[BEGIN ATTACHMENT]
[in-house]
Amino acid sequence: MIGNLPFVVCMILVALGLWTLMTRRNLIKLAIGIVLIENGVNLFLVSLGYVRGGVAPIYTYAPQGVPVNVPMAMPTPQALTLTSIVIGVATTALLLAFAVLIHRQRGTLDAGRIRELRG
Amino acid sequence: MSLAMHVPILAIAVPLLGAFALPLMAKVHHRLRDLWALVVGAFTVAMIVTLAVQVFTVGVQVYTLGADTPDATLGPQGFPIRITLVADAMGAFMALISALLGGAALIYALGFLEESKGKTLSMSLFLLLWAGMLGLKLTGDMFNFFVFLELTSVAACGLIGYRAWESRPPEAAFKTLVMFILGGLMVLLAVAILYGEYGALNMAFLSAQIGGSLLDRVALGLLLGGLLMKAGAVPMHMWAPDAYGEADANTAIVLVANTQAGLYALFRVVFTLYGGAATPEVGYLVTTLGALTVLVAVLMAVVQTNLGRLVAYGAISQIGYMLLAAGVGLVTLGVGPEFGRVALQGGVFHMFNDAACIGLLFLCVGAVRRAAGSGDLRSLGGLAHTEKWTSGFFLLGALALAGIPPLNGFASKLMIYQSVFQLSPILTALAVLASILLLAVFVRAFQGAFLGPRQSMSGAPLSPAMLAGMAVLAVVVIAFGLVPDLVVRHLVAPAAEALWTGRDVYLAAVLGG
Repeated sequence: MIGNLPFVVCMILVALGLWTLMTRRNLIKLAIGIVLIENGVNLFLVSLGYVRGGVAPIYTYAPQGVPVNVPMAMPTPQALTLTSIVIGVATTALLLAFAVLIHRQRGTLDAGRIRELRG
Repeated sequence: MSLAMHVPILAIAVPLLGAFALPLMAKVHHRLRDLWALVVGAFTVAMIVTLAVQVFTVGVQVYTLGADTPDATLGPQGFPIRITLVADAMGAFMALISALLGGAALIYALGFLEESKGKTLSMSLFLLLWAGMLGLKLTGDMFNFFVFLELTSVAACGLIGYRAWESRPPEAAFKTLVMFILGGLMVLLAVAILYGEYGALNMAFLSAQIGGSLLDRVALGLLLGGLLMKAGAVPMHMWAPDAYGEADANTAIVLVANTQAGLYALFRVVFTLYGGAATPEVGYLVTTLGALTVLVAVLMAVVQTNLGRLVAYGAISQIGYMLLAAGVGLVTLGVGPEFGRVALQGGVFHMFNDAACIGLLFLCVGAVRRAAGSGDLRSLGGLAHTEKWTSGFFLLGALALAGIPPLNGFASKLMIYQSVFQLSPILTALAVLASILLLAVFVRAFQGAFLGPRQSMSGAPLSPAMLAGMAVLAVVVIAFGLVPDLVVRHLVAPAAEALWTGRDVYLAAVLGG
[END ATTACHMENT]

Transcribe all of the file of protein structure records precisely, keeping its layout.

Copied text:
[in-house]
Amino acid sequence: MIGNLPFVVCMILVALGLWTLMTRRNLIKLAIGIVLIENGVNLFLVSLGYVRGGVAPIYTYAPQGVPVNVPMAMPTPQALTLTSIVIGVATTALLLAFAVLIHRQRGTLDAGRIRELRG
Amino acid sequence: MSLAMHVPILAIAVPLLGAFALPLMAKVHHRLRDLWALVVGAFTVAMIVTLAVQVFTVGVQVYTLGADTPDATLGPQGFPIRITLVADAMGAFMALISALLGGAALIYALGFLEESKGKTLSMSLFLLLWAGMLGLKLTGDMFNFFVFLELTSVAACGLIGYRAWESRPPEAAFKTLVMFILGGLMVLLAVAILYGEYGALNMAFLSAQIGGSLLDRVALGLLLGGLLMKAGAVPMHMWAPDAYGEADANTAIVLVANTQAGLYALFRVVFTLYGGAATPEVGYLVTTLGALTVLVAVLMAVVQTNLGRLVAYGAISQIGYMLLAAGVGLVTLGVGPEFGRVALQGGVFHMFNDAACIGLLFLCVGAVRRAAGSGDLRSLGGLAHTEKWTSGFFLLGALALAGIPPLNGFASKLMIYQSVFQLSPILTALAVLASILLLAVFVRAFQGAFLGPRQSMSGAPLSPAMLAGMAVLAVVVIAFGLVPDLVVRHLVAPAAEALWTGRDVYLAAVLGG
Repeated sequence: MIGNLPFVVCMILVALGLWTLMTRRNLIKLAIGIVLIENGVNLFLVSLGYVRGGVAPIYTYAPQGVPVNVPMAMPTPQALTLTSIVIGVATTALLLAFAVLIHRQRGTLDAGRIRELRG
Repeated sequence: MSLAMHVPILAIAVPLLGAFALPLMAKVHHRLRDLWALVVGAFTVAMIVTLAVQVFTVGVQVYTLGADTPDATLGPQGFPIRITLVADAMGAFMALISALLGGAALIYALGFLEESKGKTLSMSLFLLLWAGMLGLKLTGDMFNFFVFLELTSVAACGLIGYRAWESRPPEAAFKTLVMFILGGLMVLLAVAILYGEYGALNMAFLSAQIGGSLLDRVALGLLLGGLLMKAGAVPMHMWAPDAYGEADANTAIVLVANTQAGLYALFRVVFTLYGGAATPEVGYLVTTLGALTVLVAVLMAVVQTNLGRLVAYGAISQIGYMLLAAGVGLVTLGVGPEFGRVALQGGVFHMFNDAACIGLLFLCVGAVRRAAGSGDLRSLGGLAHTEKWTSGFFLLGALALAGIPPLNGFASKLMIYQSVFQLSPILTALAVLASILLLAVFVRAFQGAFLGPRQSMSGAPLSPAMLAGMAVLAVVVIAFGLVPDLVVRHLVAPAAEALWTGRDVYLAAVLGG